They lost the war when they failed to give American troops effective cultural training, including basic language training and sufficient translator support. This resulted in countless Iraqi deaths based on nothing more than miscommunication; and ensured that American soldiers and Iraqis would come to despise each other. It did not have to be this way.

They lost the war when the Republican Congress swallowed its own doubts -- and even the growing fears about its own incumbency -- to continue to ratify this war.

They have lost the war a hundred other ways in the four years since -- because, as I am by no means the first to point out, this was intended from the start to be a generation-long war, which would rage from India to Israel, from Turkey to Tehran. There was never a plan for victory. There was only the plan to create as much chaos as it would take, for as long as it would take, to ensure that in the end the US energy companies would control the taps on the Middle East's oil supply, and thus ensure American control over a rising China for several decades to come.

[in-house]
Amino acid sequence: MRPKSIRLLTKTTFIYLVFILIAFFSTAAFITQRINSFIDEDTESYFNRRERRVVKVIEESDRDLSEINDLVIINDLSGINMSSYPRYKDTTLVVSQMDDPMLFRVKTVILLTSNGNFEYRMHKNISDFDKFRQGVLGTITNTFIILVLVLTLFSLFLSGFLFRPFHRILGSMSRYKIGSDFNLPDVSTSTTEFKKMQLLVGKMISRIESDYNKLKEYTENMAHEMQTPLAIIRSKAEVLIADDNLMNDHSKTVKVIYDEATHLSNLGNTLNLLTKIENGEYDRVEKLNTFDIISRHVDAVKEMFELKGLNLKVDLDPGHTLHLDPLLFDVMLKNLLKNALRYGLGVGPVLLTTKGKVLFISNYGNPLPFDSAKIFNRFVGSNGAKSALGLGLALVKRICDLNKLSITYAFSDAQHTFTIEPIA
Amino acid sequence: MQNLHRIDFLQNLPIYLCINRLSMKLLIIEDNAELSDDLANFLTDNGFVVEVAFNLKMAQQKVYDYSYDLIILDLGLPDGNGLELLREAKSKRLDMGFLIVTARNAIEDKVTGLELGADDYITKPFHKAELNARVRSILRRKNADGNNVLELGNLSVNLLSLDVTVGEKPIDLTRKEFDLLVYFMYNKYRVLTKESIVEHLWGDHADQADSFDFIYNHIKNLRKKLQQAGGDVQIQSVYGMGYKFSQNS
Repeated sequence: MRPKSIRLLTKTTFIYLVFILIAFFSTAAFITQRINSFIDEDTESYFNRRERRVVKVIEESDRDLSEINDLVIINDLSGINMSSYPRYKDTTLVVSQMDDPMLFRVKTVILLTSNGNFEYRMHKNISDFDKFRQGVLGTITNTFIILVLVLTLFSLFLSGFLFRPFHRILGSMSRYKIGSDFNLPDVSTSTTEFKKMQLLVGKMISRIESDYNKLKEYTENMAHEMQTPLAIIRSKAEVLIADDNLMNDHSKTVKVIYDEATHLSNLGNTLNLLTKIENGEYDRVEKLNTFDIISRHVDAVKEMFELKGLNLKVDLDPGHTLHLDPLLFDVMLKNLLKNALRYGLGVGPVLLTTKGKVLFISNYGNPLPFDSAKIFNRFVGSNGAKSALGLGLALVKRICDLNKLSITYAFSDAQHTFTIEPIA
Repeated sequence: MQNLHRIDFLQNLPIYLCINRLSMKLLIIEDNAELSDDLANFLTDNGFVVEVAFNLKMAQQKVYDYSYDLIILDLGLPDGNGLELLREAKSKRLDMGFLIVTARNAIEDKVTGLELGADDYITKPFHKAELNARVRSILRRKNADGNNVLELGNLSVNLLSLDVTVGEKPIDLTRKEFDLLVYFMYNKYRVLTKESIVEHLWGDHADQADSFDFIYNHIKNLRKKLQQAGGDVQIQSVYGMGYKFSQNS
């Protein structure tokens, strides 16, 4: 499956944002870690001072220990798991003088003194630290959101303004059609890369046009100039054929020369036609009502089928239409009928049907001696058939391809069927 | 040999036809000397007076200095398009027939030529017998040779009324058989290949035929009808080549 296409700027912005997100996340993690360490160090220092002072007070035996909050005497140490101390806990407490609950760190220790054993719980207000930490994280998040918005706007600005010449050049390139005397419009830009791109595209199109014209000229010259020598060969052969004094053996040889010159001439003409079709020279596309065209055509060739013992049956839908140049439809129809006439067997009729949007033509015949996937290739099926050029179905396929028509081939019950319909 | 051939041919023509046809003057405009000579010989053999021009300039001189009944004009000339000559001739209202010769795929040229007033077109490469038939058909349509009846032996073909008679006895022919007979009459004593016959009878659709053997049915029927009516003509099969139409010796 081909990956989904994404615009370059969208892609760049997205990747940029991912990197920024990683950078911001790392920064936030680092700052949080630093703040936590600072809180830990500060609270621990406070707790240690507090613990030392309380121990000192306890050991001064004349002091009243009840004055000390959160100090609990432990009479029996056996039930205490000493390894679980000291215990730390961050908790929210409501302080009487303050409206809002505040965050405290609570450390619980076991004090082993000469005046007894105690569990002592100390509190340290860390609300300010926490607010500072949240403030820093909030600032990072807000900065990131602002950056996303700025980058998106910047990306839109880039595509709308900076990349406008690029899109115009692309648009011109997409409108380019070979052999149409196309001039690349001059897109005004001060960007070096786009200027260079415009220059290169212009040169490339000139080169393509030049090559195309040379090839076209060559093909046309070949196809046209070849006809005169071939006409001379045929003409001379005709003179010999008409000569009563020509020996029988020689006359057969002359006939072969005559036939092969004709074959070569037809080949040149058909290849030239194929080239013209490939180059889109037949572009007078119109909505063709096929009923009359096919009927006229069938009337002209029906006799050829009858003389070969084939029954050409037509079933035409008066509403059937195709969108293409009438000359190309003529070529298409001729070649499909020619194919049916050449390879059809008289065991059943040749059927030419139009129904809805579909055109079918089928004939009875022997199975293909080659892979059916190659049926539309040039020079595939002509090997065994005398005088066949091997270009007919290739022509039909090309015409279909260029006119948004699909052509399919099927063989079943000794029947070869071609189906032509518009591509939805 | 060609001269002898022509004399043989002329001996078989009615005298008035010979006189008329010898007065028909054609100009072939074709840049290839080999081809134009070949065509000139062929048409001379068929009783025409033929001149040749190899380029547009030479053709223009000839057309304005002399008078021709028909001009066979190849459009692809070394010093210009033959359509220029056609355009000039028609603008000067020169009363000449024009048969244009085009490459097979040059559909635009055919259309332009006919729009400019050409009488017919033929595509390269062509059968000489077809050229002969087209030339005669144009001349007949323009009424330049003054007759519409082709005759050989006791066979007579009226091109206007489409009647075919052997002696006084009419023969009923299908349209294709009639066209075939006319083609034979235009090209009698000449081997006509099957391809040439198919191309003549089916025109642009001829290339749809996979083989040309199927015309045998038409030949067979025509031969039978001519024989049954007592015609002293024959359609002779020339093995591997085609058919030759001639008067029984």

The only way the "stabbed in the back" myth is going to work this time is if the GOP manages to make everybody forget every little bit of the above history. And Lord knows they’re working overtime to make that happen: it's why they sneer at "blaming Democrats," and insist that we only talk about what's happening now, instead of how we got here. What's done is done. We must look ahead.